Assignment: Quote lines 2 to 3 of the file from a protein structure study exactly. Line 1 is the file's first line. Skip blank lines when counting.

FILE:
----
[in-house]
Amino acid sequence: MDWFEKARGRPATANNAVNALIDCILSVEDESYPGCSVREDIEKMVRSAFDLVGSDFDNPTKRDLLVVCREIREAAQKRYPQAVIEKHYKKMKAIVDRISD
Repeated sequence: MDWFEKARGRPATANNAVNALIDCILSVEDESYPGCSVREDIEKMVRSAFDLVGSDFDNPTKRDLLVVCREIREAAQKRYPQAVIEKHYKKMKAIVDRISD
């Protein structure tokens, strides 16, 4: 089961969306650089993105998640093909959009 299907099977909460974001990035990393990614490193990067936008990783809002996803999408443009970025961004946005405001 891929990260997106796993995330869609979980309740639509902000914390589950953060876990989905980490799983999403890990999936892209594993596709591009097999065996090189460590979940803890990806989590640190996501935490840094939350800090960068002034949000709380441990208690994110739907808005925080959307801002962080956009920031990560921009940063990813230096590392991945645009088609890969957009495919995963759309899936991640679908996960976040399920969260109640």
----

Amino acid sequence: MDWFEKARGRPATANNAVNALIDCILSVEDESYPGCSVREDIEKMVRSAFDLVGSDFDNPTKRDLLVVCREIREAAQKRYPQAVIEKHYKKMKAIVDRISD
Repeated sequence: MDWFEKARGRPATANNAVNALIDCILSVEDESYPGCSVREDIEKMVRSAFDLVGSDFDNPTKRDLLVVCREIREAAQKRYPQAVIEKHYKKMKAIVDRISD